• The largest pumpkin pie ever made was over five feet in diameter and weighed over 350 pounds. It used 80 pounds of cooked pumpkin, 36 pounds of sugar, 12 dozen eggs and took six hours to bake.
  • Pumpkins were once recommended for removing freckles and curing snake bites.
  • Eighty percent of the pumpkin supply in the United States is available in October.
  • The tradition of carving pumpkins at Halloween started with the Irish, but the original jack-o-lanterns were made from turnips. When the Irish immigrated to the U.S., they found pumpkins a plenty, and they were much easier to carve.
  • The town of Goffstown, New Hampshire, holds an annual pumpkin regatta each October, in which giant pumpkins are hollowed out to make room for a single passenger, then fitted with trolling motors and paraded on the Piscataquog River.

Summer Squash

Summer Squash
  • Squash is usually divided into two categories - summer and winter. Summer squashes are harvested and eaten while their skin is still tender. Winter squash grows a thick skin, which helps it keep longer.
  • The most common summer squashes are scallop, or patty pan, constricted neck and zucchini. Patty pan is round and flattened like a plate with scalloped edges. It is usually white. Constricted neck squash is thinner at the stem end than the blossom end, and is classified as either "crookneck" or "straightneck.' It is usually yellow. Zucchini squash is cylindrical to club-shaped and is usually green.
  • Pattypan squash was the squash of choice among Virginia gardeners, including Thomas Jefferson. An American native developed by eastern North American Indians, it was known to Virginia gardens as the American Cymling. It was integral to the gardens of enslaved African Americans but was also the universal squash among white Virginians in the age of Jefferson.
  • Zucchini squash is so prolific in home gardens that there is an official night designated for getting rid of it: National Sneak Some Zucchini Onto Your Neighbor's Porch Night (August 8).
  • Archaeologists have traced squash origins to Mexico, dating back from 7,000 to 5,500 BC, when they were an integral part of the ancient diet of maize, beans, and squashes.
  • The colonists of New England adopted the name squash, a word derived from several Native American words for the vegetable which meant "green thing eaten green."
  • Eventually summer squash made its way to the warm Mediterranean regions of Europe where it thrived and was renamed zucchini by the Italians and courgette by the French. Both names mean "small squash," which implies that they were eaten at their small, young stage.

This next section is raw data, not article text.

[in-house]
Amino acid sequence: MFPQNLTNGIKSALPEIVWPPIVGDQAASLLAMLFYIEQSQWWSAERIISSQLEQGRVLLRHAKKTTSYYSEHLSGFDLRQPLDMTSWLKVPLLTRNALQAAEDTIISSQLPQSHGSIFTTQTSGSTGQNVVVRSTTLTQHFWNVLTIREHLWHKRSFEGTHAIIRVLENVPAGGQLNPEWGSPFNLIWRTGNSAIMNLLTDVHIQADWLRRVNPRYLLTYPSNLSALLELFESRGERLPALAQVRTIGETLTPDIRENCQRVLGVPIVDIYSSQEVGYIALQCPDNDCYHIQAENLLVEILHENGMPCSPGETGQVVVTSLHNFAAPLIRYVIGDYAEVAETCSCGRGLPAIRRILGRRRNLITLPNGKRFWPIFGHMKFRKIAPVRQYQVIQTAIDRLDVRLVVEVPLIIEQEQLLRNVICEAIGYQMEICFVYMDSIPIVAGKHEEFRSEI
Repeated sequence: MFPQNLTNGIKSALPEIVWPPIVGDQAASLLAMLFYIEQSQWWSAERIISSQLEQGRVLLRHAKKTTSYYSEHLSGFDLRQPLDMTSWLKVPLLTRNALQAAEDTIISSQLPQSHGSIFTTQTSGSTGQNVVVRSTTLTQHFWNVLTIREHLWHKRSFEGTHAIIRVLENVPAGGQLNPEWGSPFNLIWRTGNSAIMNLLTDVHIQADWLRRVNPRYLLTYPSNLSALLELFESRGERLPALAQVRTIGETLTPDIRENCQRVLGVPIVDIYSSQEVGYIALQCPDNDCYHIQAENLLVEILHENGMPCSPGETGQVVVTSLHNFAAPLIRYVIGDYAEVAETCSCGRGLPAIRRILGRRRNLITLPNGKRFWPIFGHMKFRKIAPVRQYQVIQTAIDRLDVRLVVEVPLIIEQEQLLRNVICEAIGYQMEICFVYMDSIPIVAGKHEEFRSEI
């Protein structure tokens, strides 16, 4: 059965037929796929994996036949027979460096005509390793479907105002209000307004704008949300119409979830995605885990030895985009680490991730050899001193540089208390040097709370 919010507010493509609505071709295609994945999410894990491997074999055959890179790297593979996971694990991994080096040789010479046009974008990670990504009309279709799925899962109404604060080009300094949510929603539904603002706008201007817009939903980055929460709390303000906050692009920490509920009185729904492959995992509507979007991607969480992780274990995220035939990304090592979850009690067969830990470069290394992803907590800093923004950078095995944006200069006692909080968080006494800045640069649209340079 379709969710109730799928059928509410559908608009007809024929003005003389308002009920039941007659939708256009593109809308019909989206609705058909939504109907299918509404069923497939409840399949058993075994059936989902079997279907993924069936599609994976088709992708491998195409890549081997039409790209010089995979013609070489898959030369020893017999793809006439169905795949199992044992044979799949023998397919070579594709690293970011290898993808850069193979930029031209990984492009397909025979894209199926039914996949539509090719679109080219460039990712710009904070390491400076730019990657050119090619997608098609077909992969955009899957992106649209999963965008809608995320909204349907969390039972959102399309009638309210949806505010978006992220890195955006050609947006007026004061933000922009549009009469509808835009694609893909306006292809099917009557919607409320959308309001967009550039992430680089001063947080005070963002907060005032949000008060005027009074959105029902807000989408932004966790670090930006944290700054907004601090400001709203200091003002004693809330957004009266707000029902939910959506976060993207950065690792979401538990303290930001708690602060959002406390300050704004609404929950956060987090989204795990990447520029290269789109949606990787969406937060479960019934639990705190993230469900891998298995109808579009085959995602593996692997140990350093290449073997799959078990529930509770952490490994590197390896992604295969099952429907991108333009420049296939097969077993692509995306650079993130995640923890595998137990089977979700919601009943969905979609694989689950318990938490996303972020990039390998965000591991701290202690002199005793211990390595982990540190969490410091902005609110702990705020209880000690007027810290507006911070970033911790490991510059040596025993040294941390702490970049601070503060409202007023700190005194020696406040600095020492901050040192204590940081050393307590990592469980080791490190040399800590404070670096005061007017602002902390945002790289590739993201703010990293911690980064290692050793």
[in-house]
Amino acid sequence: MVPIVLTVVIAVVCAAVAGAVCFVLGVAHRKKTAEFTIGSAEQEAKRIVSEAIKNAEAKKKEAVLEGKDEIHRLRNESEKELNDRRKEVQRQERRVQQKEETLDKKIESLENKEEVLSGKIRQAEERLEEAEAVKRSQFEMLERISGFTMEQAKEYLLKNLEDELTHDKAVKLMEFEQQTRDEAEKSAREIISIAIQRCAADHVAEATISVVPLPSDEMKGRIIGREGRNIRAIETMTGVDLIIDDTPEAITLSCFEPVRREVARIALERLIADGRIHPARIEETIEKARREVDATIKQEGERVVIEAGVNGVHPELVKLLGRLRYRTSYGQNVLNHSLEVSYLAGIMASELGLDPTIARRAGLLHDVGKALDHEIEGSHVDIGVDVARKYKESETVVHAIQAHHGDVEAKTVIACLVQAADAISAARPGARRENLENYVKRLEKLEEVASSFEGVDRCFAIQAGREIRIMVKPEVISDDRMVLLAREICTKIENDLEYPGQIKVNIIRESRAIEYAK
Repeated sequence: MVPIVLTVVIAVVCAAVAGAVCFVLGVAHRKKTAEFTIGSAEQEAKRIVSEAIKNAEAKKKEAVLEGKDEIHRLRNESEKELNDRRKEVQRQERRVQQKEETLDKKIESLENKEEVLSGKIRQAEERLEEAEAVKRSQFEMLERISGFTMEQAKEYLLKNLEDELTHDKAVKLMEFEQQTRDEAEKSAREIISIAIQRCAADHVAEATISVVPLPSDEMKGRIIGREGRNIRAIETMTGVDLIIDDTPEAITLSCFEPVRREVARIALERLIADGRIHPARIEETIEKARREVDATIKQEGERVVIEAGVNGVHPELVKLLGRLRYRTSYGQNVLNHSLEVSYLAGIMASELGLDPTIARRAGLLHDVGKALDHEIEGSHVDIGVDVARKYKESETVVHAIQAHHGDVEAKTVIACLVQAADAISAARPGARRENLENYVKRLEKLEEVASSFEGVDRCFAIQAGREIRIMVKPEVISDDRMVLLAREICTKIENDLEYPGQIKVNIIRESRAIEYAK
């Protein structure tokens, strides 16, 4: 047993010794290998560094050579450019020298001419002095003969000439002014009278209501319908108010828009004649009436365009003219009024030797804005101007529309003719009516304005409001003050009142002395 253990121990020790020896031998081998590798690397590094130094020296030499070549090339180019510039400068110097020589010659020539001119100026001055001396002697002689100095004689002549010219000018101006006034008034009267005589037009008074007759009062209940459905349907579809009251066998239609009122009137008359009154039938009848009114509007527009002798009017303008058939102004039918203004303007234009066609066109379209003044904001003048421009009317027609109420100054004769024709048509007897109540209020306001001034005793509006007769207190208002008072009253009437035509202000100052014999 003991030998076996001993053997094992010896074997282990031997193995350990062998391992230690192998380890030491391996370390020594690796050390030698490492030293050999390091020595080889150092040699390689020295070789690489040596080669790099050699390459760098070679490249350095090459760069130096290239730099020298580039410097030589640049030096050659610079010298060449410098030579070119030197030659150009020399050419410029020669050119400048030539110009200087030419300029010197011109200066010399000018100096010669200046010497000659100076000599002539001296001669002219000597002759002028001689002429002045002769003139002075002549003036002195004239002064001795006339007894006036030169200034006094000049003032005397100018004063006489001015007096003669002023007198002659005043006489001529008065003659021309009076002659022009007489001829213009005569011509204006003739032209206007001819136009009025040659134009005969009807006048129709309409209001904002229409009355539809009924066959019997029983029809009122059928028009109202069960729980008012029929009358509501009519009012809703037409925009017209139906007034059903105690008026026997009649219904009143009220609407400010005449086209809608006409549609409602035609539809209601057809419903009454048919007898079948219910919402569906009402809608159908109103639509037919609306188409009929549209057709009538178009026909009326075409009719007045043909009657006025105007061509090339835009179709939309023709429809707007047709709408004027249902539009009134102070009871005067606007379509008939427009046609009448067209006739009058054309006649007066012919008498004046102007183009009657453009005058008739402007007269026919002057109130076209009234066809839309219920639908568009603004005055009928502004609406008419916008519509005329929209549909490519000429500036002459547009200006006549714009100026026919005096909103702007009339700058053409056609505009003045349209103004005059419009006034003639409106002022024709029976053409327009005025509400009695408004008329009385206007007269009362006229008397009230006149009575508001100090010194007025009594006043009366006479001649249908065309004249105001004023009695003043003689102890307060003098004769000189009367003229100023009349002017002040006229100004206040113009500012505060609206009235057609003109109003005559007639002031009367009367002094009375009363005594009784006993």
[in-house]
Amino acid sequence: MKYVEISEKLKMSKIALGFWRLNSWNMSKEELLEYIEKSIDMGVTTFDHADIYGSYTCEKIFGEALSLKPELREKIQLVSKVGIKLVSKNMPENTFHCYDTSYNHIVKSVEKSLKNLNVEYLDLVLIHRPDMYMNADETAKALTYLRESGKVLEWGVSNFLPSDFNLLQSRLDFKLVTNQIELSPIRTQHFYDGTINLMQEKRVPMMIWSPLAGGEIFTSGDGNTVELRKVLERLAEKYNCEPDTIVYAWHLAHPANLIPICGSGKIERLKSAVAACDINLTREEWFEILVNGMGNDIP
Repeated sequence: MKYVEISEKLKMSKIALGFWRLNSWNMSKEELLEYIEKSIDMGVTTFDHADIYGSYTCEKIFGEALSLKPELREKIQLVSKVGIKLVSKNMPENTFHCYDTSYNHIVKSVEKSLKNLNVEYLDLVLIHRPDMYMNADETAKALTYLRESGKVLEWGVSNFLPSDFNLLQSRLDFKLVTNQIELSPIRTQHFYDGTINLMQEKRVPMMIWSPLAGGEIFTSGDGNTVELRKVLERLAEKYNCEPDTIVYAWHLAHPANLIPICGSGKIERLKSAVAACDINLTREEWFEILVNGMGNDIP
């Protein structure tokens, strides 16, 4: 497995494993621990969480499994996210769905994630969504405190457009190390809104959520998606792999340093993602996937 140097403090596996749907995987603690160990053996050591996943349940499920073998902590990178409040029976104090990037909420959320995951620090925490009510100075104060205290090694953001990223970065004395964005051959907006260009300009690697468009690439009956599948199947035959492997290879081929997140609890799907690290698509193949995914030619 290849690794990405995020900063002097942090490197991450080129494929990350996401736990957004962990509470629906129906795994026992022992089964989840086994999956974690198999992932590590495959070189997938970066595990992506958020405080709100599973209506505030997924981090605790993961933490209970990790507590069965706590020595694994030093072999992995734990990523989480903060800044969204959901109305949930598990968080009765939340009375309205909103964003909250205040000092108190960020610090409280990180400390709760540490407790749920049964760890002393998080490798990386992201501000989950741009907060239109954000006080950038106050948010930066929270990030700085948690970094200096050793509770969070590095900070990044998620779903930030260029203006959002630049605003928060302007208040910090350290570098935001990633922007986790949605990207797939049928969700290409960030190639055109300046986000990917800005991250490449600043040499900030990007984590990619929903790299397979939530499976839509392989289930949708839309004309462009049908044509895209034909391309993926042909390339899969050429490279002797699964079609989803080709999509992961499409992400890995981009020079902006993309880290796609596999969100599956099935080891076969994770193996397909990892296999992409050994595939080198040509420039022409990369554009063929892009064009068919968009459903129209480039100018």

• George Washington and Thomas Jefferson were squash enthusiasts who even enjoyed growing them.
  • Summer squash is very low in calories and high in fiber. It is rich in beta-carotene, vitamin C, folic acid and calcium. One cup of summer squash has nearly as much potassium as a banana. It also contains the valuable mineral nutrient phosphorus.
  • There is ample archaeological evidence to show that the diverse varieties of squash and pumpkins grown today throughout the world originated from wild Cucurbita gourds cultivated in the Americas for thousands of years by native Indians.
  • According to Smithsonian archeologist Bruce Smith and archaeologist Wesley Cowan of the Cincinnati Museum of Natural History, a variety of squash native to the Ozark region of Arkansas and Missouri may be the living ancestor of today's many varieties of summer squash and related gourds. Their research indicates that is was cultivated in this area by native Indians more than 3,000 years ago.

Sweet Potatoes

Sweet Potatoes
  • Sweet potatoes are members of the morning glory family and native to the American tropics.
  • Native Americans were growing sweet potatoes in the New World when Columbus arrived in 1492.
  • By the 16th Century, sweet potatoes were being cultivated in the southern colonies, where they became a staple in the traditional cuisine.
  • Today sweet potatoes are used in cuisines all over the world as a satisfying and versatile vegetable with a well-earned reputation for nutrition.
  • Sweet potatoes are not the same as yams, which are native to Africa and Asia and are starchier and drier than sweet potatoes.
  • They are a winter crop, so they provide fresh vegetables when many other vegetables are unavailable.
  • A sweet potato is a root tuber, a fleshy root that stores food for a plant.
  • Sweet potatoes are an important source of beta carotene, an organic compound that helps to prevent Vitamin A deficiency.


  • The heaviest tomato ever grown weighed 7 lb 12 oz. It was of the cultivar 'Delicious' and was grown by Gordon Graham of Edmond, Oklahoma in 1986.
  • The scientific name for tomato is lycopersicum, which translates "wolf peach."
  • The tomato probably originated in the highlands of South America. From there it migrated to Central America, where Mayan and other peoples in the region used the fruit in their cooking. By the 16th Century it was being cultivated in southern Mexico. The large, lumpy tomato, a mutation from a smoother, smaller fruit, originated and was encouraged in Central America. This variant is the direct ancestor of some modern cultivated tomatoes.